The main characters Ralph is the boy who is voted chief on the island. He takes control and introduces two rules for the island – the first is to have fun and the second is to keep a fire burning at all times so that they can be seen by passing ships. He tries to keep things running smoothly* even when chaos and disorder erupts. His main rival is Jack, the leader of the school choir. At the beginning, Jack is a normal boy but as the story progresses he becomes violent and irrational. He leads many of the boys away from Ralph and turns them into hunters*. Piggy is an overweight* boy wearing glasses, and is often made fun of* by the other boys. However, he’s intelligent and often gives Ralph good advice. His pair of glasses are used to make the fire which they keep burning for passing ships. The Lord of the Flies is a pig’s head, which they offer to the beast as a sacrifice*. Another important symbol in the book is a shell. Only the person holding the shell can speak during a meeting, in order to stop everyone talking at the same time. It represents democracy and order. When the shell is broken at the end of the story, this represents the end of democracy and civilization.
curriculum: (here) subjects that are studied at school evacuated: leave a place because it isn’t safe hunters: people wh o kill wild animals made fun of: ma de jokes about so meone in an unpleasant way overweight: fatter than you should be parachutist: some one who jumps ou t of an aeroplane wearing a parachu te smoothly: without difficulties or pro blems
cessful ery suc v ’t n s , it wa s he Flie first published by 1960 it wa any t f o d s r, a m e Lor v w in e ok ow m* the bo pies. H rriculu o u c c 0 e 0 When h t 3,0 ded in ld only he 100 as inclu and so w d ne of t n a o r s e a ll e e in . a bests magaz 05. Britain ‘Time’ in y b ls 5 to 20 o 2 n o 9 e s 1 o untain sch h m c o r s wa the mo els f v it o , o t 5 n n 0 e e 0 giv In 2 nguag name n used glish la as the as bee h w , h e best En ic b h towns t to Rock’ w ferent hough t if d s a e w h ‘Castle ft ast ame o the be s ‘Lost’. s the n a where g in V serie K T n e e h h t ned in by Step mentio ks. s o a o b w ’ is s in h he Flie rd of t ‘The Lo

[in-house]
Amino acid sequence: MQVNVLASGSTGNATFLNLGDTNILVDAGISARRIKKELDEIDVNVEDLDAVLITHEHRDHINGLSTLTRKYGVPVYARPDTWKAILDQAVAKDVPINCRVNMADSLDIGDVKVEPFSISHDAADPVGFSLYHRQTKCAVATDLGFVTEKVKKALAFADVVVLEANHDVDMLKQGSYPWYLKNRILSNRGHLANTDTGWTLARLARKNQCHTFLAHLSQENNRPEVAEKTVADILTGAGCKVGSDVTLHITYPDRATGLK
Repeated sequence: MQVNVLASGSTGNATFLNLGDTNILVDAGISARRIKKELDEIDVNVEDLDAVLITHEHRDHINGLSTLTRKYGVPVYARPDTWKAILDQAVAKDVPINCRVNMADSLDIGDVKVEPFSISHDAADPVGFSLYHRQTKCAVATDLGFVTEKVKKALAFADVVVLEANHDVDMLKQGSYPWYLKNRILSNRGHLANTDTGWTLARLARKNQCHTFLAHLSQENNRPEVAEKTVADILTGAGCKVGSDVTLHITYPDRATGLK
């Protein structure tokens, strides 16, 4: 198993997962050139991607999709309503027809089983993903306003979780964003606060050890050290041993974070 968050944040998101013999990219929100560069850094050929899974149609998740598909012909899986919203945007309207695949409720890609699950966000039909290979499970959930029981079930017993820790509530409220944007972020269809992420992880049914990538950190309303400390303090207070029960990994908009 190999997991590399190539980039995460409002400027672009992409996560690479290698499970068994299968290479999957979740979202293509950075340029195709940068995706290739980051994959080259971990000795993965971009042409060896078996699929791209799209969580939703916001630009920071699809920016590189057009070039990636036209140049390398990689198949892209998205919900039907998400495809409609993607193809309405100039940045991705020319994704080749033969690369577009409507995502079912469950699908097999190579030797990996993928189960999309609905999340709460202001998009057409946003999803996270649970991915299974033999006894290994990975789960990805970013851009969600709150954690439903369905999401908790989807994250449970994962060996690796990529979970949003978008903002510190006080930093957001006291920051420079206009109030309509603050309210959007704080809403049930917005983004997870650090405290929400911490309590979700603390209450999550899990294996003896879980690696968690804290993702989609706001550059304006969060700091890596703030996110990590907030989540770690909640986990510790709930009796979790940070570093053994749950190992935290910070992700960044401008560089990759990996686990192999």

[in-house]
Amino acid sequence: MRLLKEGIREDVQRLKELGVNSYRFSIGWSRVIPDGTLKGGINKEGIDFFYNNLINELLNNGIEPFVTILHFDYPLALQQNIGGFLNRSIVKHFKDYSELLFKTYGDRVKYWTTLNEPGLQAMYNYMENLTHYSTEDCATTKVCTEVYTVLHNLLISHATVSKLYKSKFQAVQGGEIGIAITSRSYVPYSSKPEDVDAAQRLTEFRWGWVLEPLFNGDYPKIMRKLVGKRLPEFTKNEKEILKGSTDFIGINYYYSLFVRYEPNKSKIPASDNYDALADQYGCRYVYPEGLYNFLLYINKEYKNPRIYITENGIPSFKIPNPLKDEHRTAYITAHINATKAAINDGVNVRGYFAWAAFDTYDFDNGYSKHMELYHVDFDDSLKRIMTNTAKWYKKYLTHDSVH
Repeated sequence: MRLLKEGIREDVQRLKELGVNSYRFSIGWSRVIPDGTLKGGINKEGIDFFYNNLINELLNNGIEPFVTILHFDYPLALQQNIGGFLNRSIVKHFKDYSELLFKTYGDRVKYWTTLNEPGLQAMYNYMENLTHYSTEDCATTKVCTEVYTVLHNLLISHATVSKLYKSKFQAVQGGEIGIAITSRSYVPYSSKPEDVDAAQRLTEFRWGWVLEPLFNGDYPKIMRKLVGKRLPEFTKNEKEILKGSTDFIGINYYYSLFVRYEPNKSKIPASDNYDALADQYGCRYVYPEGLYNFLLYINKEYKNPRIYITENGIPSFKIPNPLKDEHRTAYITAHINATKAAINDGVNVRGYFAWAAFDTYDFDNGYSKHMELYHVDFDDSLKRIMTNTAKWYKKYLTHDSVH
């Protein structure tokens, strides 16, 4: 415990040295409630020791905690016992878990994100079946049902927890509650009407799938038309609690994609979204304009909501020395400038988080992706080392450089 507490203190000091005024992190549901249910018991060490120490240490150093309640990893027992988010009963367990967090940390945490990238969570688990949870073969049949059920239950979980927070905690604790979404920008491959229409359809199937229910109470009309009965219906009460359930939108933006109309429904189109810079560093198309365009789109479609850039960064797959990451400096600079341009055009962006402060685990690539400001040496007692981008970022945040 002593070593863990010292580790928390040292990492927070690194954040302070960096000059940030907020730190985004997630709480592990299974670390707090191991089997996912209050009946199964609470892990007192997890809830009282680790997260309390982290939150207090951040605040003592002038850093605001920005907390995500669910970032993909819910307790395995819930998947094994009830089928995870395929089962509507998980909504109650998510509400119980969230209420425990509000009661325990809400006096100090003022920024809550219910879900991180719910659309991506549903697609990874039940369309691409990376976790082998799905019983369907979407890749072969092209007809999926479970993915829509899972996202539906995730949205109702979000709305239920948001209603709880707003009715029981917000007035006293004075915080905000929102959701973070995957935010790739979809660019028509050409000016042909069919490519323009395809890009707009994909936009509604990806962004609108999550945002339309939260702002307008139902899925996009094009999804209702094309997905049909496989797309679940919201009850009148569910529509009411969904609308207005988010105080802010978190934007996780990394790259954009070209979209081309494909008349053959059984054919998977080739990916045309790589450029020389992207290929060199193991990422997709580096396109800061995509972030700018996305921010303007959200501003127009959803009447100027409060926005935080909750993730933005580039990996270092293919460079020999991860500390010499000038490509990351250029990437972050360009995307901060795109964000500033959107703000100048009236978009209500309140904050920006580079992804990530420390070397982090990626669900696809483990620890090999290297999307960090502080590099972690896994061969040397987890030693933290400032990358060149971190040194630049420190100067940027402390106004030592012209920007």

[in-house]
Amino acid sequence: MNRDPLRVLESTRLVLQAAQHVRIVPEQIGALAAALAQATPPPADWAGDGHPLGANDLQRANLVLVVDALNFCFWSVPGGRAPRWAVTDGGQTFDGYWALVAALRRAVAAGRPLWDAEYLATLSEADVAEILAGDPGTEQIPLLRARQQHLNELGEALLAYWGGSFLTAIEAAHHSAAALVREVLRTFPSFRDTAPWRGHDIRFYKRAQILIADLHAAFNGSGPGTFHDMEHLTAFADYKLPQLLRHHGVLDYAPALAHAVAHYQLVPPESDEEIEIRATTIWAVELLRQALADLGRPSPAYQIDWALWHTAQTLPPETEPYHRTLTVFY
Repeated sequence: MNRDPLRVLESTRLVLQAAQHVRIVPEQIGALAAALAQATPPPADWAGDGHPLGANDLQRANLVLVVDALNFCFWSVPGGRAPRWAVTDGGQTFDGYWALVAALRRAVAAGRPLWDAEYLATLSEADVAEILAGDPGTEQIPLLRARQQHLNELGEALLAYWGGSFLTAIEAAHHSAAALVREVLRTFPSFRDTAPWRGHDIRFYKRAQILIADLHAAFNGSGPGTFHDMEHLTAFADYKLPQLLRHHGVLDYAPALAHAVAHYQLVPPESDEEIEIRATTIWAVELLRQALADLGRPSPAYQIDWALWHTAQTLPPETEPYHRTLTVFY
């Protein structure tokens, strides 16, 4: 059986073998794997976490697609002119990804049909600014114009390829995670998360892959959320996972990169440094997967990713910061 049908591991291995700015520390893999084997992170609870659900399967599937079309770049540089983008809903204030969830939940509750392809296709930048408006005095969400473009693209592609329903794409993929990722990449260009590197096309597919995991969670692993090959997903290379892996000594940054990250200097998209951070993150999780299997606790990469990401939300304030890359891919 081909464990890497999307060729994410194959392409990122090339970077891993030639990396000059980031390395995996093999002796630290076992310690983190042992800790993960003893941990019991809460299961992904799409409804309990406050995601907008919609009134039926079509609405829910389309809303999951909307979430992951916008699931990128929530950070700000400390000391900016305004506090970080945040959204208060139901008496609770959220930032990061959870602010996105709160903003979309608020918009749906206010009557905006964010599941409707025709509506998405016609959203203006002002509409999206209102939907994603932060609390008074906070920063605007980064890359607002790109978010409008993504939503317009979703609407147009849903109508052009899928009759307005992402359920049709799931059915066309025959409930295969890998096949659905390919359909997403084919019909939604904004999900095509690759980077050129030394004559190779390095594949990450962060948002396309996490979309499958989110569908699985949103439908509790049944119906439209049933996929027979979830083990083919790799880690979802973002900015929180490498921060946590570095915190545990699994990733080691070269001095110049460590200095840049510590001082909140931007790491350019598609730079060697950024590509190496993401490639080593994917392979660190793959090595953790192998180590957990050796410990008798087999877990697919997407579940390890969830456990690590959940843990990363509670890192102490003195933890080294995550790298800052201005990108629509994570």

Can you ... Read the following quote from the book Lord of the Flies and comple te with one of the words in the box.
We’ve got to have ___
and _______them. After all we’re not ___ we’re __________ .
The answer is on page 3
In the come last few y e a Here’ bout*. Th ars a real s why p ey ta ste g assion fo ! r ood, you c some typ Far an a es o n find d wid them f food su e Altho ugh s ch every ome t a part wher as kebab ypes o icular e a and i f food place to rem t’s be nd sushi h origin , they ain th come ate in a ’re fa ere.… pizza r too Like o a sor s A goo - it’s k specia t r of tre d d exa islike? nown l just The sa The m nd. mple and lo F me ca i s o i h r s e v t or me he Ita ed th wides n be s But in a r r l e p a o i a a r u t t i n ead* d of k alked ? ghou any ca th t e
se, ev bab a the w en if y nd su orld. shi no ou do to res wada n’t wa ist the ys. nt to m try th em,
about ey be of foo come these d. Ma , the m t w ny pe o very “Do I ore th ople h differ like it ey a ent ty ve ask ?“ An those pes d so t ed th in fav e w m o par our o selves Let’s h ties h f fish ave a ave fo and t look a rmed hose t som in fav e of t o u r of m he arg e at. umen ts.
THOSE WHO LIKE Fish: Sushi
THOSE WHO DON’T LIKE
Raw* fish is more nutritious than cooked fish!
Kebab meat is special and rich.
Cooked fish is safer than raw fish!
Kebab meat isn’t safe as it remains too long in contact with the air.
Sushi is more natural!
A kebab is a balanced* meal: protein (meat) , vitamins (vegetables), carbohydrates (bread).
Fish isn’t always safe (eg: tuna can contain mercury).
Kebab has too many calories.
A plate of sushi is not only to be eaten but also to be looked at. Also the presentation of food is good for our health.
A kebab is fast and tasty*
Presentation and decoration is a waste* of time!
It’s bad to eat in a hurry.
It’s worth spending more for the atmosphere in the sushi restaurant.
Kebab shops are cheap and lively places.
Eating sushi is too expensive.
A kebab shop isn’t a real restaurant.
Sushi was born many centuries ago and preparing it is an art.
The original kebab comes from an antique tradition.
Sushi is eaten everywhere and no longer has anything traditional about it.
Kebab is eaten everywhere and no longer has anything traditional about it.
glossary the right amounts balanced: contains all pen hap ut: abo e com raw: not cooked our tasty: with a nice flav it isn’t worth doing it waste of time: (here) in many places widespread: existing